Bergman, with George Sanders, in "Voyage to Italy" (1954)
Bergman, with George Sanders, in "Voyage to Italy" (1954)

Neither "Stromboli" nor "Europe '51" qualifies as either Rossellini's or Bergman's finest work. One can sense director and star working through the new forms and goals of "this postwar tragedy," and both films come across as slightly ragged and over-worked. But the key elements of their shared genius are there: Rossellini's neorealist hard edge goading Bergman into fresh registers of independence, Bergman's fantasy of the exile prodding Rossellini toward melodrama. Their films together were not the product of "what Rossellini did for Bergman," to use Richard Brody's tendentious gloss in his introductory essay. What Bergman did for Rossellini in return was of equal importance.

When the two successfully converge -- as in "Voyage to Italy," which deserves consideration along with "Tokyo Story," "The Earrings of Madame de...," "Rear Window," and "Pather Panchali" as a major work of early 1950s world cinema -- the results are luminous.

As the film opens, the hot whistle of a freight train pierces the country air. Katherine (Bergman) and Alex (George Sanders), visiting from England to sell an inherited manse, speed toward Naples in their luxury sedan. In a few moments, cutting between the passing landscape and the quiet interior, Rossellini distills the to-and-fro aesthetic of the trilogy into a poetic vision of horse-drawn cart and modern machine, agricultural poverty and industrialized wealth, heedless husband and discontented wife. "This is the first time that we've been really alone ever since we were married," she comments. "I don't think you're very happy when we're alone."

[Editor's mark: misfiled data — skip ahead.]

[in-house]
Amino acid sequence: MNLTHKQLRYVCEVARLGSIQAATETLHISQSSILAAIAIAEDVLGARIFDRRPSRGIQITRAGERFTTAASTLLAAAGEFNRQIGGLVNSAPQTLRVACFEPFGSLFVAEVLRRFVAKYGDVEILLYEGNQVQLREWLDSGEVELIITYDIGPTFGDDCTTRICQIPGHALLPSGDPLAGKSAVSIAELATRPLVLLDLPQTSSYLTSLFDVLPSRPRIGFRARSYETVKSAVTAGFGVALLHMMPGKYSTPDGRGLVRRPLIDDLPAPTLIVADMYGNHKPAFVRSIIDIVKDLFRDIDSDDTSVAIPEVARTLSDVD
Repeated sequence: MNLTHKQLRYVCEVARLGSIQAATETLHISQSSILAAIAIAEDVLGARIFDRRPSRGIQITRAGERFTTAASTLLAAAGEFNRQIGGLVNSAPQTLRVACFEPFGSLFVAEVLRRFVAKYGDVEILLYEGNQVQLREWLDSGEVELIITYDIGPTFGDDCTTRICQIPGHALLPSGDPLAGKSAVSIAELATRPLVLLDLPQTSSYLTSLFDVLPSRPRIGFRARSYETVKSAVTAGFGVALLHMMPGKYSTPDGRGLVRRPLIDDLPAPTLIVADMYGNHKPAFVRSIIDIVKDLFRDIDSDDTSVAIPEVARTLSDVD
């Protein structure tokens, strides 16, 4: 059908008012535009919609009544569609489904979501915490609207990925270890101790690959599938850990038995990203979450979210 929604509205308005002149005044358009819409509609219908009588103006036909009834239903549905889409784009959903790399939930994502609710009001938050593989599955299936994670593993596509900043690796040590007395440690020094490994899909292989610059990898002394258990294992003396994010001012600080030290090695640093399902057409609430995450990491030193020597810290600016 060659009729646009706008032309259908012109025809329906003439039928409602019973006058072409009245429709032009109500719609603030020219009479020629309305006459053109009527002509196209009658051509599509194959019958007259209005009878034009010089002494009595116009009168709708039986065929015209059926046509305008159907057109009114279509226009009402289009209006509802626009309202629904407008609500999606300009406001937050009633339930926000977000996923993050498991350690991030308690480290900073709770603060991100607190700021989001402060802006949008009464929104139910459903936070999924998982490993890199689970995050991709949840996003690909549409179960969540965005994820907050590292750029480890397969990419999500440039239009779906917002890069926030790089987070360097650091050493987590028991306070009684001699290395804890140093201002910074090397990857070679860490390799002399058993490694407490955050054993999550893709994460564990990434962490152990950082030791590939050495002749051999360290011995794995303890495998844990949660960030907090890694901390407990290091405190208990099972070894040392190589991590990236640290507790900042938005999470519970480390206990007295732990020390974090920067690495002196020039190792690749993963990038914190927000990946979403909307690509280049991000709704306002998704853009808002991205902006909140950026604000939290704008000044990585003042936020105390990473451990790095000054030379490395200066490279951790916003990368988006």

As slippery as a half-remembered argument, "Voyage to Italy" ingeniously refuses to make the same play for "substance" as its two predecessors, and in doing so achieves a light, uninterrupted command of the medium as impressive as it is rare. Indeed, at times the film seems composed wholly of echoes, reverberations of political and personal history expanding and dissolving like the voice of Katherine's elderly tour guide in the catacombs of the ancient city.

When Rossellini and Bergman return to love among the ruins, this time at an archeological dig near Pompeii, the roughness of the trilogy's experimental bent resolves into a coherent portrait of carrying on in the face of tragedy, and perhaps even beating it back. With Katherine and Alex looking on, the team supervising the site pours plaster and brushes away dirt, uncovering evidence of two bodies caught side by side in that ancient eruption, meeting death together. It sets Katherine crying. "Life is so short," she tells Alex. "That's why one should make the most of it," he replies. Sometimes, when the deluge comes, there is no "after."

"3 Films by Roberto Rossellini Starring Ingrid Bergman" ($79.96) is available today on Blu-ray and DVD from the Criterion Collection.